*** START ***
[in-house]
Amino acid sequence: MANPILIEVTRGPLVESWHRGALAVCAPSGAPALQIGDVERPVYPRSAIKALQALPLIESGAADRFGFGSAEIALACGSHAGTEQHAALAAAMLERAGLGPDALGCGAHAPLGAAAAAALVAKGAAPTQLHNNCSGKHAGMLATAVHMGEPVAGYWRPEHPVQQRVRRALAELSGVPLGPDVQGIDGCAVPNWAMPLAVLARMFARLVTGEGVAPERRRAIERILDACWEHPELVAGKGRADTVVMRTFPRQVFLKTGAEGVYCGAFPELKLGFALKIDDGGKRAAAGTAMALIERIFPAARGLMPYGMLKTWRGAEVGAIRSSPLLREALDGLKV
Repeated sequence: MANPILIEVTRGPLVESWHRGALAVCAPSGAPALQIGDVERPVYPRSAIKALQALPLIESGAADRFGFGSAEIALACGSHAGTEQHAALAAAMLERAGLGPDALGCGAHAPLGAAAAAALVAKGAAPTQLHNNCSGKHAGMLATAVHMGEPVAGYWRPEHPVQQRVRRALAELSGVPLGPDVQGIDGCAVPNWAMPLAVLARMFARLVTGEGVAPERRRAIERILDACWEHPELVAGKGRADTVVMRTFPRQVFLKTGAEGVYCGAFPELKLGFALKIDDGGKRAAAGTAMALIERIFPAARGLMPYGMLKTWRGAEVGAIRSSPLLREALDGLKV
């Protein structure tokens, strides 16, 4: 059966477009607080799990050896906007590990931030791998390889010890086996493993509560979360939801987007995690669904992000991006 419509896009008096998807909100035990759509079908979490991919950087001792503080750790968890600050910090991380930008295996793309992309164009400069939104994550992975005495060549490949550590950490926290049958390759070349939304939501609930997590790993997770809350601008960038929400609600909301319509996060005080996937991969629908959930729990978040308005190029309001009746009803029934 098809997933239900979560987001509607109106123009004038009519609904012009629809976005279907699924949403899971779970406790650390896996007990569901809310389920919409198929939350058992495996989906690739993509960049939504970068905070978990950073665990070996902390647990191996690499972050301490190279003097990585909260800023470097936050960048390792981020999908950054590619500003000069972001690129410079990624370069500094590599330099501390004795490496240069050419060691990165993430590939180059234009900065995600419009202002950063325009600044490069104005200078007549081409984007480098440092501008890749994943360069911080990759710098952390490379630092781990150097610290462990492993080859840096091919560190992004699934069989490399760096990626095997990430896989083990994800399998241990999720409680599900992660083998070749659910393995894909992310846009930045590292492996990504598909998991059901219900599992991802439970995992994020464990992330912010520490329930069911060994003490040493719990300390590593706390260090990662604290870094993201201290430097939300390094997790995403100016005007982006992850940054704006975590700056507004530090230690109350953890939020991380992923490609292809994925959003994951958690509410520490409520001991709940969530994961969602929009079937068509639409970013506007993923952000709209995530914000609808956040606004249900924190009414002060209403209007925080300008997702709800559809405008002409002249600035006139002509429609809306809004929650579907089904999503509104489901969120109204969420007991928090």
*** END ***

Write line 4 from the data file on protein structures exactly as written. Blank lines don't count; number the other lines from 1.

């Protein structure tokens, strides 16, 4: 059966477009607080799990050896906007590990931030791998390889010890086996493993509560979360939801987007995690669904992000991006 419509896009008096998807909100035990759509079908979490991919950087001792503080750790968890600050910090991380930008295996793309992309164009400069939104994550992975005495060549490949550590950490926290049958390759070349939304939501609930997590790993997770809350601008960038929400609600909301319509996060005080996937991969629908959930729990978040308005190029309001009746009803029934 098809997933239900979560987001509607109106123009004038009519609904012009629809976005279907699924949403899971779970406790650390896996007990569901809310389920919409198929939350058992495996989906690739993509960049939504970068905070978990950073665990070996902390647990191996690499972050301490190279003097990585909260800023470097936050960048390792981020999908950054590619500003000069972001690129410079990624370069500094590599330099501390004795490496240069050419060691990165993430590939180059234009900065995600419009202002950063325009600044490069104005200078007549081409984007480098440092501008890749994943360069911080990759710098952390490379630092781990150097610290462990492993080859840096091919560190992004699934069989490399760096990626095997990430896989083990994800399998241990999720409680599900992660083998070749659910393995894909992310846009930045590292492996990504598909998991059901219900599992991802439970995992994020464990992330912010520490329930069911060994003490040493719990300390590593706390260090990662604290870094993201201290430097939300390094997790995403100016005007982006992850940054704006975590700056507004530090230690109350953890939020991380992923490609292809994925959003994951958690509410520490409520001991709940969530994961969602929009079937068509639409970013506007993923952000709209995530914000609808956040606004249900924190009414002060209403209007925080300008997702709800559809405008002409002249600035006139002509429609809306809004929650579907089904999503509104489901969120109204969420007991928090």